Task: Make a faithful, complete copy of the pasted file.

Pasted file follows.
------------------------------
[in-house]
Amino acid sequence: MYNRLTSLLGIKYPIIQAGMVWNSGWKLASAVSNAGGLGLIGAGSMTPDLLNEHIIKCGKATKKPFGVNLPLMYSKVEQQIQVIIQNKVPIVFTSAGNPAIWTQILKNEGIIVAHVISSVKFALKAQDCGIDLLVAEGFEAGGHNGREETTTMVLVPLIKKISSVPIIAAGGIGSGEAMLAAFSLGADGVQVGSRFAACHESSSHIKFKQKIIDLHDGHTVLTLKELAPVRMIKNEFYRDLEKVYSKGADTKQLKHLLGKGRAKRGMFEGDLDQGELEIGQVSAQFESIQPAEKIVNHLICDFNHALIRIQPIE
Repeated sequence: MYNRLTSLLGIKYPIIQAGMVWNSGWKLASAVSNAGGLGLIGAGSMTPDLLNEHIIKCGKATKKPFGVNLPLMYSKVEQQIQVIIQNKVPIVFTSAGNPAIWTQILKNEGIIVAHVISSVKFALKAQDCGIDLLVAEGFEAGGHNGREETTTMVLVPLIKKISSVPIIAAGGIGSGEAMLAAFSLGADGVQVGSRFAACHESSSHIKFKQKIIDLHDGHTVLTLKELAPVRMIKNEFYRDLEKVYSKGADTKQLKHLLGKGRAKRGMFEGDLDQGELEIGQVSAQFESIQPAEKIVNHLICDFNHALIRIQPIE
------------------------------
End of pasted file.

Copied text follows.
[in-house]
Amino acid sequence: MYNRLTSLLGIKYPIIQAGMVWNSGWKLASAVSNAGGLGLIGAGSMTPDLLNEHIIKCGKATKKPFGVNLPLMYSKVEQQIQVIIQNKVPIVFTSAGNPAIWTQILKNEGIIVAHVISSVKFALKAQDCGIDLLVAEGFEAGGHNGREETTTMVLVPLIKKISSVPIIAAGGIGSGEAMLAAFSLGADGVQVGSRFAACHESSSHIKFKQKIIDLHDGHTVLTLKELAPVRMIKNEFYRDLEKVYSKGADTKQLKHLLGKGRAKRGMFEGDLDQGELEIGQVSAQFESIQPAEKIVNHLICDFNHALIRIQPIE
Repeated sequence: MYNRLTSLLGIKYPIIQAGMVWNSGWKLASAVSNAGGLGLIGAGSMTPDLLNEHIIKCGKATKKPFGVNLPLMYSKVEQQIQVIIQNKVPIVFTSAGNPAIWTQILKNEGIIVAHVISSVKFALKAQDCGIDLLVAEGFEAGGHNGREETTTMVLVPLIKKISSVPIIAAGGIGSGEAMLAAFSLGADGVQVGSRFAACHESSSHIKFKQKIIDLHDGHTVLTLKELAPVRMIKNEFYRDLEKVYSKGADTKQLKHLLGKGRAKRGMFEGDLDQGELEIGQVSAQFESIQPAEKIVNHLICDFNHALIRIQPIE